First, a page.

After Afzal Guru’s execution, many have questioned the way in which he was hanged and buried, without informing his family in time or handing over his dead body to his family. Advocate Colin Gonsalves who represented Guru in the High Court argues here on his blog that the trial court had denied him a lawyer. Also, the police broadcast his (forced) confession on prime television resulting in the popular perception that Guru was guilty. This trial by media made it impossible for Guru to receive a fair trial subsequently, according to Gonsalves.
The failure to provide legal representation is a serious lapse for which there are no excuses. Also, the torture claims are a black mark on the Indian security forces. Eminent jurist Fali S Nariman has said that Afzal Guru’s execution without properly communicating it to his family is a big mistake and an embarassment.
However, there is an accusation which is far more serious, namely that Guru might not be guilty at all, that the prosecution did not prove his guilt beyond reasonable doubt. Obviously, this is a far more serious allegation, one which goes to the root of India’s criminal justice system. The police/prosecution’s case against Afzal goes like this. After the attack on the Parliament, some of the dead terrorists had slips of papers in their pockets which had Afzal Guru’s mobile number on them. That led the cops to Guru and his laptop which had even more details. Transcripts of phone calls made to Afzal Guru by Mohammad (one of the five terrorists) established that Mohammad had told Afzal Guru that Mohammad and his accomplices were going to carry out the attack as per plan. The information stored on Guru’s laptop made it clear that Guru was deeply involved in providing hideouts and accommodation to the terrorists after they reached Delhi, and in purchasing the chemicals used to prepare the explosives that were used. Guru also had Rs. 10 lakhs on him. The fact that Guru was a former militant who had once crossed the LoC to receive arms training in PoK did not help matters.
Guru’s response to the prosecution’s charge, set out in an interview given to my namesake, Journalist Vinod K. Jose, is that he was framed. Since Guru was a surrendered militant, he was known to the police and was monitored by them. Guru claims that one DSP Davinder Singh asked him to do a small job. Guru had to take one man to Delhi and find a rented house for him in Delhi. Apparently, this man did not speak Kashmiri and called himself Mohammad, the name of one of the five gunmen who attacked Parliament and who was killed in the attack along with the other four. Guru claims that he was arrested in at Srinagar when he was about to catch a bus for Sopore. From Srinagar, he was taken to Parimpora police station, tortured, taken to the STF headquarters and from there taken to Delhi.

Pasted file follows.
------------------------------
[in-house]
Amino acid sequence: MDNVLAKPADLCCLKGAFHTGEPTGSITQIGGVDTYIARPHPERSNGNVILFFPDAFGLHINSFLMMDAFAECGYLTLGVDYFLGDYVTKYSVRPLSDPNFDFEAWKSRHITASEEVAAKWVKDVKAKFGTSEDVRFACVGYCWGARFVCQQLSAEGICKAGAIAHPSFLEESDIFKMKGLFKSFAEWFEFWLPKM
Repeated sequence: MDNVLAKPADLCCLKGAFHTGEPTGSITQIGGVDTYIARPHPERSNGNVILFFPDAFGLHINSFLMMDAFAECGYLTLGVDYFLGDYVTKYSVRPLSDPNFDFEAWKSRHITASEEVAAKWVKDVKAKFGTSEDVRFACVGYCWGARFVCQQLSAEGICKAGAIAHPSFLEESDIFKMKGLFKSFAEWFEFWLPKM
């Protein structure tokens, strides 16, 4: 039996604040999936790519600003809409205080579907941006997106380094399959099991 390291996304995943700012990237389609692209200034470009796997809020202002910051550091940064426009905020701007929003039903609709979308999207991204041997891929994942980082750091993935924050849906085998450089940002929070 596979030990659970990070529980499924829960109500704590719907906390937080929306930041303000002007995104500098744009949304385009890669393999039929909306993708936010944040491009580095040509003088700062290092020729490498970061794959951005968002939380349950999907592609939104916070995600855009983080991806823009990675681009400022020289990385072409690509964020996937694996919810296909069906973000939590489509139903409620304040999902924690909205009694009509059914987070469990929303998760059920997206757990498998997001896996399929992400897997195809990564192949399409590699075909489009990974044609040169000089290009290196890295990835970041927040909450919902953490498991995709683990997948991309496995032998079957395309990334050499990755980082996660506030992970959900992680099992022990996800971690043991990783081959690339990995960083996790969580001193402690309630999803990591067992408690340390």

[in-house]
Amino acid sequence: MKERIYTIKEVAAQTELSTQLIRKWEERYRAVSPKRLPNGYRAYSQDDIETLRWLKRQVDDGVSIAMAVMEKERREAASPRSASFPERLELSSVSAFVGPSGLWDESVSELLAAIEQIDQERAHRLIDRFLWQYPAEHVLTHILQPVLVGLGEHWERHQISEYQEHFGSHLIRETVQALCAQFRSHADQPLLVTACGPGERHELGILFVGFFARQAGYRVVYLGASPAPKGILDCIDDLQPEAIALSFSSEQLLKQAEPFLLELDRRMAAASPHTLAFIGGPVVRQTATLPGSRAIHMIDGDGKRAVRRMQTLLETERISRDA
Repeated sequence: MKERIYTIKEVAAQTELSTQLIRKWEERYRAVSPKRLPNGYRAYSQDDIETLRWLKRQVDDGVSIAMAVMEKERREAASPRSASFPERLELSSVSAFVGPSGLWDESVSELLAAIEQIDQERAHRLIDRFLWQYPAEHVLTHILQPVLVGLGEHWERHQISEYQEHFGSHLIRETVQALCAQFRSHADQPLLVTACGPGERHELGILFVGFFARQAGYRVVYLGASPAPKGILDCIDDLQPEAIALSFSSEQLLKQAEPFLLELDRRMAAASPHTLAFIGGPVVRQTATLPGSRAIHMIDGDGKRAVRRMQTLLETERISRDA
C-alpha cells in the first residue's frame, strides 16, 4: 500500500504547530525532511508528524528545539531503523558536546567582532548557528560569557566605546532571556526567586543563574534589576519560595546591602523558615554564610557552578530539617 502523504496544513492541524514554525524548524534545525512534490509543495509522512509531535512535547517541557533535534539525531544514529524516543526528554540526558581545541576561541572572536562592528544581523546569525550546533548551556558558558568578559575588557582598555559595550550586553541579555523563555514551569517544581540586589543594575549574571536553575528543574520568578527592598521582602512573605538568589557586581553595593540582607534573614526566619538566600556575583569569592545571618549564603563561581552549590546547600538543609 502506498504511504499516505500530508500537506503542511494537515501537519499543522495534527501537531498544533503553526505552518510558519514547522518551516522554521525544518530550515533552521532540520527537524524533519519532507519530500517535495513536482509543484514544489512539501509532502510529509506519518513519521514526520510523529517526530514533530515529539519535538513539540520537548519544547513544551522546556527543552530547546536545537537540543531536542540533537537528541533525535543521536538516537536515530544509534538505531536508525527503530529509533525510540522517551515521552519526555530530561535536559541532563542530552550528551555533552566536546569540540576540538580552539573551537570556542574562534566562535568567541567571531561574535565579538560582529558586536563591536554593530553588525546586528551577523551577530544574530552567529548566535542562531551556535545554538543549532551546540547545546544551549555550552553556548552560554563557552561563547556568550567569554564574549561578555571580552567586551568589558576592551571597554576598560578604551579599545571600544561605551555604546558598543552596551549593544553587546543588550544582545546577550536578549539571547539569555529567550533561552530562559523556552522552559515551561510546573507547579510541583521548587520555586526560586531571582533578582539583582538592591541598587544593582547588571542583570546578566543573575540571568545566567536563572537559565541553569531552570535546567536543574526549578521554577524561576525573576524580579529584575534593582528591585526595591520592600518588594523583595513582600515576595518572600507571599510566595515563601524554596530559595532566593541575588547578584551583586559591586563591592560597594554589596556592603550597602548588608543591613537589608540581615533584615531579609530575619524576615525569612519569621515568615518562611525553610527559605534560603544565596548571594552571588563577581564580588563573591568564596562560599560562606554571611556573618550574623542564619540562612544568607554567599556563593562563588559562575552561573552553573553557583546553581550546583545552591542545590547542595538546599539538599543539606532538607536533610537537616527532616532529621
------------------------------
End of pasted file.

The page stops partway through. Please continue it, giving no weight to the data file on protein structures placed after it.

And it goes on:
On the whole I believe the government version. I can believe it if Indian policemen are alleged to have killed someone in a fake encounter and then claimed that the dead man was responsible for a particular atrocity. However, I do not think the police would be able to fabricate evidence to such an extent that it stands scrutiny in a series of courts, including the Supreme Court.
This article claims that that the case against Guru certainly did not merit a death sentence. Which is rubbish. Guru is either guilty or not guilty. If the case against him is not proved beyond reasonable doubt, he cannot be punished at all. No, he cannot even be sentenced for a single day. On the other hand, once his guilt in respect of the charges against him is proven, then the actual sentencing is a different matter altogether. It is downright silly to argue that Guru’s guilt is not sufficiently proven and so he should be sentenced to life imprisonment rather than award him the death penalty. There is a clear distinction between conviction and sentencing. The former consists of deciding if the accused is guilty of the charges placed against him. If s/he is, the court proceeds to the next step of sentencing. When the Supreme Court stated that “the collective conscience of the society will be satisfied only if the death penalty is awarded to Afzal Guru”, the court had completed the first step and was assessing the punishment appropriate for Guru. One cannot interpret the Supreme Court’s statement to mean that it wanted to kill Guru irrespective of his guilt, just to satisfy the rest of India.
It is a different matter altogether to argue for clemency or to say that death sentences have no place in the 21st century – one can understand that argument, though in this case, I feel the death penalty was warranted.
As expected, Guru’s execution has caused an uproar, especially in the Kashmir Valley. Interestingly, former head of R&AW Mr. B. Raman argues here that since “Afzal Guru was an accomplice and facilitator, who did not actively participate in the attack on the ground”, he could have been shown clemency, though B. Raman also says that “nobody can question the appropriateness of the death penalty awarded to him.”
At the end of the day, I am with Gopal Subramanium, a former Solicitor-General of India, who argues that there was compelling evidence against Guru and that the death sentence in his case was fair. He goes on to add that however, “what one cannot appreciate is the manner — the disregard for various human requirements which are necessary, like meeting with the family, informing the family, after all there is the element of grieving which is involved in execution. I think the state should have been extremely forthcoming — it should have prepared, and it could have done that secretly. It could have done that with care and caution.”